In an attempt to limit police involvement with emergency calls about homelessness, a city group is proposing eliminating a multimillion-dollar program launched in 2018.
The group, composed of representatives of about two dozen city agencies and nonprofits, released a 74-page paper Tuesday outlining its plan, called the Compassionate Alternative Response Team. The project comes in response to a resolution the San Francisco Police Commission passed a year ago seeking to eradicate a police-first response to 911 calls surrounding homelessness.
Supervisor Matt Haney, whose office was part of the working group, said the role of the program up for elimination, the Healthy Streets Operation Center, which at one point had 52 police officers on board, “needs to change dramatically.”
The center “has too often been the vehicle for facilitating a police-led response to homelessness,” he said. “That approach isn’t working for anyone, and is ineffective, costly and often harmful.”
Opponents of a police-led response to homelessness argue that officers are not equipped to handle complicated mental health issues or trained to connect people to the city’s myriad social services. In the past, police responses to calls about homelessness have resulted in fatal shootings, like that of Luis Gongora Pat in the Mission in 2016.
The strategy is also under fire from the Public Defender’s office. “We absolutely support creating non-police approaches to homelessness, including a Healthy Streets Operation Center model that doesn’t involve police,” said Carolyn Goossen, the policy director for the Public Defender’s office.
The working group instead proposed creating an emergency response dispatch team to receive calls routed through 911 and a direct hotline. This team would assess the urgency of the calls and dispatch a team, which could include social, mental health and medical workers, depending on the issue. The Compassionate Alternative Response Team would build on the city’s growing Street Crisis Response Team which launched last year, handling overflow calls once the street crisis team’s capacity is exhausted.
The Compassionate Alternative Response Team is similar in design to several other policing alternative efforts across the country, including Mental Health First in Oakland, but it’s most closely related to a program established in the 1980s in Eugene, Ore. Eugene’s program was created by grassroots organizers and has grown to closely collaborate with the city’s emergency dispatch program, responding to 24,000 of the city’s emergency 911 calls in 2019.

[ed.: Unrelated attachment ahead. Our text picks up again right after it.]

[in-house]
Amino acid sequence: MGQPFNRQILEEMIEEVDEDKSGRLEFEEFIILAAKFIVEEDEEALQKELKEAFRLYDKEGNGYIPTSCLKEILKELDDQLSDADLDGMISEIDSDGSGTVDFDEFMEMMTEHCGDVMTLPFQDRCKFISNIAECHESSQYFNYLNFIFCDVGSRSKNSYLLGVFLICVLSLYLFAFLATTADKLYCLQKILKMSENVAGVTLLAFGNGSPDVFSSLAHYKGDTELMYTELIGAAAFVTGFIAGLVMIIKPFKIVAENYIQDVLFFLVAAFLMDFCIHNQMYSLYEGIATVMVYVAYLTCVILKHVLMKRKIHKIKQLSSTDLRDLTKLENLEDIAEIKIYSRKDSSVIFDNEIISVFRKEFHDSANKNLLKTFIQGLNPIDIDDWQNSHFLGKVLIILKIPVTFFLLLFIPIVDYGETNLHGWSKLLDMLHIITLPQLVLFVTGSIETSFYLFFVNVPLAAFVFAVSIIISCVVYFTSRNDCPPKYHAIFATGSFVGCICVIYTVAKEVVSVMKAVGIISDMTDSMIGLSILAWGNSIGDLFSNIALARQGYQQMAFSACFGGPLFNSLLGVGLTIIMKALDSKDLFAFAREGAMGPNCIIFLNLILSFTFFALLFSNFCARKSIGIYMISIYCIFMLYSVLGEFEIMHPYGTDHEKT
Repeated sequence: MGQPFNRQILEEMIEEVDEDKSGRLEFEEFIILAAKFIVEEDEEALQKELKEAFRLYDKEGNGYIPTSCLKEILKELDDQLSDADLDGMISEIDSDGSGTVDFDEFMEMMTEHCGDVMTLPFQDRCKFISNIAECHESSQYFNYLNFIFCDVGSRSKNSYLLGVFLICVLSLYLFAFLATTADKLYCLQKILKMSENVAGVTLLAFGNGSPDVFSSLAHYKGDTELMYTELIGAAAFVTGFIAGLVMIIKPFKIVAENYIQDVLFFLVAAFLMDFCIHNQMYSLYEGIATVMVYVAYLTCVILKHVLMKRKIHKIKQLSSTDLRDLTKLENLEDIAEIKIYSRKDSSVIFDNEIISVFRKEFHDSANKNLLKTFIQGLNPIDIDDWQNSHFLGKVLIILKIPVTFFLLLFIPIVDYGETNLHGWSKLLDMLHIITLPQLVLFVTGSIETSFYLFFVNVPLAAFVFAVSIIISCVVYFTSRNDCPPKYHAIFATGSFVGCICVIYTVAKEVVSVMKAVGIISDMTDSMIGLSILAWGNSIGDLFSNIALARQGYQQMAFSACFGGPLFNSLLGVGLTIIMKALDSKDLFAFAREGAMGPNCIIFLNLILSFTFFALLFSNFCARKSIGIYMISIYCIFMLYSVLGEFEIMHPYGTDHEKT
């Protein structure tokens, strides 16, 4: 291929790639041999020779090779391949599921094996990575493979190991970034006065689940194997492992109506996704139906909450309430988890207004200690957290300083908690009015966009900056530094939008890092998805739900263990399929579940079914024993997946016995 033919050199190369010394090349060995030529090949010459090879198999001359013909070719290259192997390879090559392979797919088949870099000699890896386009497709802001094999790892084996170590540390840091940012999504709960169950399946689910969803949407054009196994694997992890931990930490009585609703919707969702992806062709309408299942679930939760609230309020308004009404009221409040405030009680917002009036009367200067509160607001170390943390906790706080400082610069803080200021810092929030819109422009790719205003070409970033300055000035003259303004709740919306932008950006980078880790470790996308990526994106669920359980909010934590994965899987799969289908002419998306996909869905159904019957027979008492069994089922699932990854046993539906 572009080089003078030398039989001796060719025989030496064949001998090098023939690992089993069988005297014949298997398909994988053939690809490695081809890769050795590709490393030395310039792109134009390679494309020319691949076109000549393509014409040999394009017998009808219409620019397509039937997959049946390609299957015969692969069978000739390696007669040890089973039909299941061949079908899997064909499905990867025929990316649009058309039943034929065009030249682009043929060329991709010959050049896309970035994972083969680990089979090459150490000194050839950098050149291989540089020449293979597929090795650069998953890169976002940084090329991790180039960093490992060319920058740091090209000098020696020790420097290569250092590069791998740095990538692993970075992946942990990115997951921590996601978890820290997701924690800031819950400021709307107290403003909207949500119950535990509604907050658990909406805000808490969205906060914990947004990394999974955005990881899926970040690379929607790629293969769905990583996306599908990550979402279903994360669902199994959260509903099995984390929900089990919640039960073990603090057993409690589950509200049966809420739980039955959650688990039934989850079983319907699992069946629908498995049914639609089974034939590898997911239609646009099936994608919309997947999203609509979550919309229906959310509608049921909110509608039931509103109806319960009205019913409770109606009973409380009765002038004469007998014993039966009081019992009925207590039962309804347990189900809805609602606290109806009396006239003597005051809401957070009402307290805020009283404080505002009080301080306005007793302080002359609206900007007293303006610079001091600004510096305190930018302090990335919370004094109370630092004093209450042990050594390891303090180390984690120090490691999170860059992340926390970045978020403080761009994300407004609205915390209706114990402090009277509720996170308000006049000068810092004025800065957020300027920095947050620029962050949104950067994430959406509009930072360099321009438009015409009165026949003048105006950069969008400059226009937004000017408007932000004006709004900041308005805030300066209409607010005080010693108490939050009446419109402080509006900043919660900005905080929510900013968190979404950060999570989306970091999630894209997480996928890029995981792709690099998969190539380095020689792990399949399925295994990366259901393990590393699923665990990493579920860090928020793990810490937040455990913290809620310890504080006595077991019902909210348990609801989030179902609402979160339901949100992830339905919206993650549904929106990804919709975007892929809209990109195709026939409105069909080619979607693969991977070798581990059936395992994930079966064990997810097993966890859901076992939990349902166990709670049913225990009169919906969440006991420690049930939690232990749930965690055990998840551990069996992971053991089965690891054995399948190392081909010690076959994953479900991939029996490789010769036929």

As a byproduct of the team’s creation, organizers said the Healthy Streets Operation Center, which was founded in 2018 to respond to complaints about encampments, would be made irrelevant. The center deploys staff from the Department of Public Works, the Police Department and the Department of Homelessness and Supportive Housing when it receives calls about encampments. Homeless activists have critiqued what they describe as its police-heavy response to crises that would be better handled by social workers or mental health professionals.
Under the new plan, all the calls now fielded by the center would be rerouted to the Compassionate Alternative Response Team, Jennifer Friedenbach, executive director of the Coalition on Homelessness, said at Tuesday’s press conference.
“We are predicting and recommending that the Healthy Streets Operations Center will no longer be necessary,” she said.
When asked about the proposal, Jeff Kositsky, manager of the Healthy Streets Operation Center, said, “While I do not understand why someone would be opposed to increased collaboration, I have not reviewed the Compassionate Alternative Response Team proposal and thus cannot comment further.”
Police responded to 65,333 calls related to homelessness in 2019, an average of 179 a day, according to data from the San Francisco Department of Emergency Management.
In addition, police responded to thousands of 311 calls funneled through the Healthy Streets Operations Center, the report said.
In a survey of 95 homeless people conducted for the report, 25% said they spent at least one night incarcerated in the previous 12 months. In 2019, 31% of the inmates in San Francisco’s jails were unhoused at the time of their arrest.
The working group also argued that its approach would be far more cost effective. The police department spends $18.5 million responding to homelessness-related quality-of-life violations each year, according to estimates from the Budget and Legislative Analyst. In contrast, the Compassionate Alternative Response Team drew up an annual budget proposal of $6.8 million. Of that, $2 million is already set aside by the Board of Supervisors. Organizers suggest the remainder be drawn from the police budget.
Even if the funding is secured, launch is a long way out. If the program is implemented as it is written, the Department of Emergency Management would have to create dispatch codes and guidelines, the city would need to put it out to bid, staff would have to be hired and protocols would need to be established.
“I don’t want to underemphasize how much work is going to take to do the systemic change,” Friedenbach said.
But the project has already found support in City Hall.
“Anyone who looks out on our streets right now should be able to say clearly that what we’re doing right now is a failure,” said Haney, who was recently appointed chair of the Board of Supervisors’ Budget and Finance Committee. “It is not working, it is ineffective and it is dangerous. This sort of transformational shift will put us in a much better place.”